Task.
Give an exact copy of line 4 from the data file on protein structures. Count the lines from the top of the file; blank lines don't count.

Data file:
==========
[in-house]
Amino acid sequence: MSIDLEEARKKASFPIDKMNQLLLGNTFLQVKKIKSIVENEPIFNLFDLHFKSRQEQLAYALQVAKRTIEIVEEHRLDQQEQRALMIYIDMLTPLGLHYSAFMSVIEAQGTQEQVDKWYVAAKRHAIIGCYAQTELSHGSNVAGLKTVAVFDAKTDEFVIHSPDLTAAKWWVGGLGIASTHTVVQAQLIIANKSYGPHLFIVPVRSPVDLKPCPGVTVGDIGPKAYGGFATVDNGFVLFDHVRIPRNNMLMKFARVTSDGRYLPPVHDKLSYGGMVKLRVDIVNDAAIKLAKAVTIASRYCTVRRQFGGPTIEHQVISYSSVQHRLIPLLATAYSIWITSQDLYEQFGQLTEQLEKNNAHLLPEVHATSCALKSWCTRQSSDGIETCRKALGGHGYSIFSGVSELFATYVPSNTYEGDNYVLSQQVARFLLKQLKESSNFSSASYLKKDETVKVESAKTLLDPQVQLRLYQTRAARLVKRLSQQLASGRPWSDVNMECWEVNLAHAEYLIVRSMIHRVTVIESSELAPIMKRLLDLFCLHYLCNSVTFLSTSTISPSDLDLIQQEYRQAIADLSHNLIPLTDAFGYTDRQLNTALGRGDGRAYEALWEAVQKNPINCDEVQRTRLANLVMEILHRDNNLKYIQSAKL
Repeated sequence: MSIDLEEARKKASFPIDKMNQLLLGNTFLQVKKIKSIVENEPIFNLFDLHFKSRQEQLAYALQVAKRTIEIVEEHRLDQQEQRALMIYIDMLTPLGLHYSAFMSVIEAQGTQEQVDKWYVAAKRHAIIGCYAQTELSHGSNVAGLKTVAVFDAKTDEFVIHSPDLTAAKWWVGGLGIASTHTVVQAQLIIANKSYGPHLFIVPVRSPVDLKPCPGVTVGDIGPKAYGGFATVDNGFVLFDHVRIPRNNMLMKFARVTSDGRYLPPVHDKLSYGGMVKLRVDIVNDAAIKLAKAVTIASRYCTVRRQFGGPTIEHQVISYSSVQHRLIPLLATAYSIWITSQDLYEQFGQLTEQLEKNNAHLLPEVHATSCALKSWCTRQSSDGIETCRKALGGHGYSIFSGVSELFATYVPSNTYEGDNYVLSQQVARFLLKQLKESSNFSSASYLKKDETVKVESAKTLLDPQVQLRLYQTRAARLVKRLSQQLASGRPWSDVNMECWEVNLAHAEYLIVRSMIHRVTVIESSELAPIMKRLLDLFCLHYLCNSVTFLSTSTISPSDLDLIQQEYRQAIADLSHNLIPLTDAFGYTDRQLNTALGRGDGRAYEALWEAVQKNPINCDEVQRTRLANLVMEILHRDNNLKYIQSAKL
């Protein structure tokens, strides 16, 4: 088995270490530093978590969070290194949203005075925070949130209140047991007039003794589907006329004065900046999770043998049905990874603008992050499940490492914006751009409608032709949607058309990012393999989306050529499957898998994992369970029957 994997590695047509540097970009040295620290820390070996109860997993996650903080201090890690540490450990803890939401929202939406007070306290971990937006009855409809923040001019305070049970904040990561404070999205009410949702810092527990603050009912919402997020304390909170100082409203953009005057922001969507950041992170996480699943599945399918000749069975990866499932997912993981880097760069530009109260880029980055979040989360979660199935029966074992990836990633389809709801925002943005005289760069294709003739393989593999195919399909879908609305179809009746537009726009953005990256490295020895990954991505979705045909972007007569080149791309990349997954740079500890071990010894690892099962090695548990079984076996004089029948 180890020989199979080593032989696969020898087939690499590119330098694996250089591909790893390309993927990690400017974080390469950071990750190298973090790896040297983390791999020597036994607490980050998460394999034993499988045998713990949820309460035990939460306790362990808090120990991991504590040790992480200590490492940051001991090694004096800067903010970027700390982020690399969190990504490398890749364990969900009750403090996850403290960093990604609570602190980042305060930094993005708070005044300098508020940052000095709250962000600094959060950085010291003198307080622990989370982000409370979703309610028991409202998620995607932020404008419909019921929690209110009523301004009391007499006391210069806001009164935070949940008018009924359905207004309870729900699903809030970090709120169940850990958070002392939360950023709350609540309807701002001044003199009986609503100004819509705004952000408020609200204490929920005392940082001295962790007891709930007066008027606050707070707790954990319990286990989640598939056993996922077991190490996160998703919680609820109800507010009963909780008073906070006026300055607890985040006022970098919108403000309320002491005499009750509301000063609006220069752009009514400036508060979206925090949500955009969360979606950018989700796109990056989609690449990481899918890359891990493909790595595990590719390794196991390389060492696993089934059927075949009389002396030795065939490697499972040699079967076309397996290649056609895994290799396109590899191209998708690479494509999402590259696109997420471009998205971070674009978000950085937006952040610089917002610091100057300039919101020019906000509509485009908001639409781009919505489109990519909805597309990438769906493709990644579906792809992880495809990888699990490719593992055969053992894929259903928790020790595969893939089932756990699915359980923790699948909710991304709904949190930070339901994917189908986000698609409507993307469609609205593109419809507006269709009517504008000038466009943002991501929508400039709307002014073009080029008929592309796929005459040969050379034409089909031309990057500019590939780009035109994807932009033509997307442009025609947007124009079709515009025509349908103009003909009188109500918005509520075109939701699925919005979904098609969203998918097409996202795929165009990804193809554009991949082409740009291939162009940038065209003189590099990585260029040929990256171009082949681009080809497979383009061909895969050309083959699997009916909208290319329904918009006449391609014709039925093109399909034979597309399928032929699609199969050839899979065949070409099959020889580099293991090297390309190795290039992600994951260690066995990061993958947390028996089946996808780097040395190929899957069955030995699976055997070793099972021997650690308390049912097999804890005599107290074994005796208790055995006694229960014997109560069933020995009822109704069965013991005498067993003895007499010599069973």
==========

């Protein structure tokens, strides 16, 4: 088995270490530093978590969070290194949203005075925070949130209140047991007039003794589907006329004065900046999770043998049905990874603008992050499940490492914006751009409608032709949607058309990012393999989306050529499957898998994992369970029957 994997590695047509540097970009040295620290820390070996109860997993996650903080201090890690540490450990803890939401929202939406007070306290971990937006009855409809923040001019305070049970904040990561404070999205009410949702810092527990603050009912919402997020304390909170100082409203953009005057922001969507950041992170996480699943599945399918000749069975990866499932997912993981880097760069530009109260880029980055979040989360979660199935029966074992990836990633389809709801925002943005005289760069294709003739393989593999195919399909879908609305179809009746537009726009953005990256490295020895990954991505979705045909972007007569080149791309990349997954740079500890071990010894690892099962090695548990079984076996004089029948 180890020989199979080593032989696969020898087939690499590119330098694996250089591909790893390309993927990690400017974080390469950071990750190298973090790896040297983390791999020597036994607490980050998460394999034993499988045998713990949820309460035990939460306790362990808090120990991991504590040790992480200590490492940051001991090694004096800067903010970027700390982020690399969190990504490398890749364990969900009750403090996850403290960093990604609570602190980042305060930094993005708070005044300098508020940052000095709250962000600094959060950085010291003198307080622990989370982000409370979703309610028991409202998620995607932020404008419909019921929690209110009523301004009391007499006391210069806001009164935070949940008018009924359905207004309870729900699903809030970090709120169940850990958070002392939360950023709350609540309807701002001044003199009986609503100004819509705004952000408020609200204490929920005392940082001295962790007891709930007066008027606050707070707790954990319990286990989640598939056993996922077991190490996160998703919680609820109800507010009963909780008073906070006026300055607890985040006022970098919108403000309320002491005499009750509301000063609006220069752009009514400036508060979206925090949500955009969360979606950018989700796109990056989609690449990481899918890359891990493909790595595990590719390794196991390389060492696993089934059927075949009389002396030795065939490697499972040699079967076309397996290649056609895994290799396109590899191209998708690479494509999402590259696109997420471009998205971070674009978000950085937006952040610089917002610091100057300039919101020019906000509509485009908001639409781009919505489109990519909805597309990438769906493709990644579906792809992880495809990888699990490719593992055969053992894929259903928790020790595969893939089932756990699915359980923790699948909710991304709904949190930070339901994917189908986000698609409507993307469609609205593109419809507006269709009517504008000038466009943002991501929508400039709307002014073009080029008929592309796929005459040969050379034409089909031309990057500019590939780009035109994807932009033509997307442009025609947007124009079709515009025509349908103009003909009188109500918005509520075109939701699925919005979904098609969203998918097409996202795929165009990804193809554009991949082409740009291939162009940038065209003189590099990585260029040929990256171009082949681009080809497979383009061909895969050309083959699997009916909208290319329904918009006449391609014709039925093109399909034979597309399928032929699609199969050839899979065949070409099959020889580099293991090297390309190795290039992600994951260690066995990061993958947390028996089946996808780097040395190929899957069955030995699976055997070793099972021997650690308390049912097999804890005599107290074994005796208790055995006694229960014997109560069933020995009822109704069965013991005498067993003895007499010599069973």